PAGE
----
The situation now remains much more positive than it was at the turn of the year – I think that is evidence from all of the data and that of course is thanks to a combination of vaccinations, targeted protective measures and the responsible reaction of the public, and of course the situation is much more positive now than we feared it might be at this stage.
It seems reasonable based on the data to conclude that we are now through the worst of this wave of Omicron.
That has enabled the removal of virtually all the additional measures that we introduced in December and a return to normality in much of everyday lives.
In particular, the updated guidance on home working has supported a partial return to the office in recent days, with hybrid working where appropriate.
These changes have all been very positive for individuals and for businesses and mean we are on a good track at this stage.
To stay on this track, though, continued care and caution remains necessary and prudent.
While much more stable than it was, the virus is still widespread. 1 in 30 remains a high level of infection.
And although the number needing hospital care is reducing, it is still in the hundreds each week and pressure on the NHS remains significant.
So continuing to take basic precautions will help us keep the virus under control while enjoying the return to normal life.
That is why some baseline protective measures – such as COVID certification and the requirement to wear face coverings in certain settings - will remain in force for now.
And it is also why we continue to recommend that we all take lateral flow tests before mixing with people from other households.
As well as reducing our own individual risk of getting COVID and therefore helping to stem transmission overall, these basic measures will also provide some reassurance for those who are at the highest risk of serious illness if they get COVID.
It is important that everyone benefits from a return to greater normality.
Collective behaviours that could force those at highest risk into effective isolation while the rest of us get back to enjoying normal life would not be acceptable.
People in the higher risk category already carry a lot of responsibility for protecting their own health and rely on the advice of GPs and other clinicians to reduce risks of infection.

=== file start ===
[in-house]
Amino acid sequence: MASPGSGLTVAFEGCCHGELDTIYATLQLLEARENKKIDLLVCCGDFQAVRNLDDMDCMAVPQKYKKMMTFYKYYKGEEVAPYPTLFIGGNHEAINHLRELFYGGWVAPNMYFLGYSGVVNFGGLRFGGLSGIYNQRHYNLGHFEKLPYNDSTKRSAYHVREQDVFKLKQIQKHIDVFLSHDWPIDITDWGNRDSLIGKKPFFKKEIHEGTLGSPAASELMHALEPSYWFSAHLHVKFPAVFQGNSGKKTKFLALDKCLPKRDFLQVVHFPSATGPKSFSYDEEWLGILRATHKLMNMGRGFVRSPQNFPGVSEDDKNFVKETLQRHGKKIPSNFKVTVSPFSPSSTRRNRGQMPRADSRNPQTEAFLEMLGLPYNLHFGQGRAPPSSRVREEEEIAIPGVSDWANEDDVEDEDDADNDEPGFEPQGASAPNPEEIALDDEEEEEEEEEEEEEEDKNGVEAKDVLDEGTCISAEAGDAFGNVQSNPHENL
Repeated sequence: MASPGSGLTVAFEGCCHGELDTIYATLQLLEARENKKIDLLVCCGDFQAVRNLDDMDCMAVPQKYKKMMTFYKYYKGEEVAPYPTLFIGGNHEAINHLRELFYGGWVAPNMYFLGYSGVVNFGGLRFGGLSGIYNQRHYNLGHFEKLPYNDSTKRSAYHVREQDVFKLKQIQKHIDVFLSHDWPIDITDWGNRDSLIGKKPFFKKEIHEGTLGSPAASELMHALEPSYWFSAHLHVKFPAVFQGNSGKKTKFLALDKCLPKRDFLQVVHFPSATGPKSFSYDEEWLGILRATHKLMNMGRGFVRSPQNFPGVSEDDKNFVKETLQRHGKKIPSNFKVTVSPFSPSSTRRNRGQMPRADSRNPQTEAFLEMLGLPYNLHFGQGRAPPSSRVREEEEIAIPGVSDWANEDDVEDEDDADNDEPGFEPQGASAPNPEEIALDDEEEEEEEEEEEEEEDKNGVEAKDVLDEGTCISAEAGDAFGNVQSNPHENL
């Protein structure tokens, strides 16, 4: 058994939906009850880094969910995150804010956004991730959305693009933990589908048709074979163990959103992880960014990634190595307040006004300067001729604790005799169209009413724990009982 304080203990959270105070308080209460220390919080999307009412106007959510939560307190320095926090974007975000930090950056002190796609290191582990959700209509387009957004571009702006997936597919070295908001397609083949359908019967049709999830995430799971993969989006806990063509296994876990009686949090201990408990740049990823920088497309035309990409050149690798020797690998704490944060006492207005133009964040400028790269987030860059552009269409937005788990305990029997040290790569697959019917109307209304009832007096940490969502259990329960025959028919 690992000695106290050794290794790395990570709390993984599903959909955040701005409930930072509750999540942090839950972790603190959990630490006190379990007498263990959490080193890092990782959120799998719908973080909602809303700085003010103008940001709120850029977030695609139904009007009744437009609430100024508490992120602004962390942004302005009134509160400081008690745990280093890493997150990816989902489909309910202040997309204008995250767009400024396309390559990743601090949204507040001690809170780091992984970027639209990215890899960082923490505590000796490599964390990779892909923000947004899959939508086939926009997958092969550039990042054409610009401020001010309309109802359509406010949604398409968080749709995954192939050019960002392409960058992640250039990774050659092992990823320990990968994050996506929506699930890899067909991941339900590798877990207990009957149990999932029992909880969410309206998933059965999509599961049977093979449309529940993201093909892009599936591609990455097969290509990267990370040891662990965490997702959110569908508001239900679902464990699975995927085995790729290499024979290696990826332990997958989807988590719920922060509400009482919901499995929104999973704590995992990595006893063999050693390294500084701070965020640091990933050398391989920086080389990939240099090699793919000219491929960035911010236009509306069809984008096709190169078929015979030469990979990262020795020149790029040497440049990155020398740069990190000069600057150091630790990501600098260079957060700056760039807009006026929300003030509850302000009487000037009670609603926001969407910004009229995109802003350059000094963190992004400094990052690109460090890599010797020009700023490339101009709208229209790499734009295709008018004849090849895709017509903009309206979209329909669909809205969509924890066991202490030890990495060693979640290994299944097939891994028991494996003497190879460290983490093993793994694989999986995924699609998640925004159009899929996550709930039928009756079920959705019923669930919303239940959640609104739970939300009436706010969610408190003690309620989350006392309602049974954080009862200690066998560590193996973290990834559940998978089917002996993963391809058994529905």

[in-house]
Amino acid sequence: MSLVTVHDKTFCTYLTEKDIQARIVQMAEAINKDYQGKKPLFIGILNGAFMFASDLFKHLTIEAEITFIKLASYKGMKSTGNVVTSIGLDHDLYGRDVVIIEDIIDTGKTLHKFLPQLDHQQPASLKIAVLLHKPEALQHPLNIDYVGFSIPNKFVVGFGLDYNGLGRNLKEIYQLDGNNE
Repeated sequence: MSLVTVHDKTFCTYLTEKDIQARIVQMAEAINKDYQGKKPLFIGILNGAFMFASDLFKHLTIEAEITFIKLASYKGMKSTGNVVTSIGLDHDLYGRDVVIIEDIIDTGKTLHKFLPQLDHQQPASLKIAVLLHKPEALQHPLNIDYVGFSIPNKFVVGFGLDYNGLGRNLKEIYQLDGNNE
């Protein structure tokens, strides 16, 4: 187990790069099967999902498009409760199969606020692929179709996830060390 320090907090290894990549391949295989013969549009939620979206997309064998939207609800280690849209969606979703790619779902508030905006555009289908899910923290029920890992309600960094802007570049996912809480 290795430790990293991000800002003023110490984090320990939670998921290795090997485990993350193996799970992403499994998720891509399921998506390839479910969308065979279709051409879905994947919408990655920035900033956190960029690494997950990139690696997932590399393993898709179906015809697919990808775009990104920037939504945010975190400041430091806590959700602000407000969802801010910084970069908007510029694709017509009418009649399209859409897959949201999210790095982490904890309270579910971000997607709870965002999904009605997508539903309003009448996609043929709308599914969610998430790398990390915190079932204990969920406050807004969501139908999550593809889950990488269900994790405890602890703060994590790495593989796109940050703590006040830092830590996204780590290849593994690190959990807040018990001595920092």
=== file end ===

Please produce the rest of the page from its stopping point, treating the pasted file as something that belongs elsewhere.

As we enter the next phase of the pandemic, regular communications from the Scottish Government will seek to support this.
However, we all have a part to play in making the environments in which we work and socialise as safe as possible for everyone.
Complying with basic protective measures helps to do this.
Employers have a particular responsibility to consider the needs of people on the High Risk List in their plans for hybrid working.
We have added specific workplace guidance for people at highest risk on mygov.scot – so anyone on the high risk list who is worried about a return to the workplace is encouraged to check that advice and discuss it with their employer.
Finally, I am pleased to say that there has already been good take up of the Distance Aware scheme that was launched two weeks ago.
The scheme provides badges and lanyards that can be worn by anyone who wants or needs additional space and consideration when they are in public places.
The badges and lanyards are available at Asda stores and in libraries for anyone who would feel safer with a bit more space around them.
And if you see someone wearing these Distance Aware badges or lanyards, please respect that and give them the space and consideration they are asking for.
There are three further issues I want to briefly cover today.
Firstly - and as I indicated last week - the Advisory Sub-group on Education is meeting this afternoon. It will consider again - based on the up to date data - whether secondary school children should continue to wear face coverings in the classroom.
The Scottish Government will consider carefully any further advice that the sub-group provides, and confirm any decisions as quickly as possible and in advance of the return to school after the February break.
Secondly, we continue to monitor the BA.2 sub-type of Omicron.
Last week, I indicated that there were 26 cases of this sub type confirmed in Scotland through genomic sequencing. I can report today that the number of confirmed cases has now risen to 103.
Not all tests are or can be genomically sequenced, so we know this will be a significant underestimate of actual prevalence.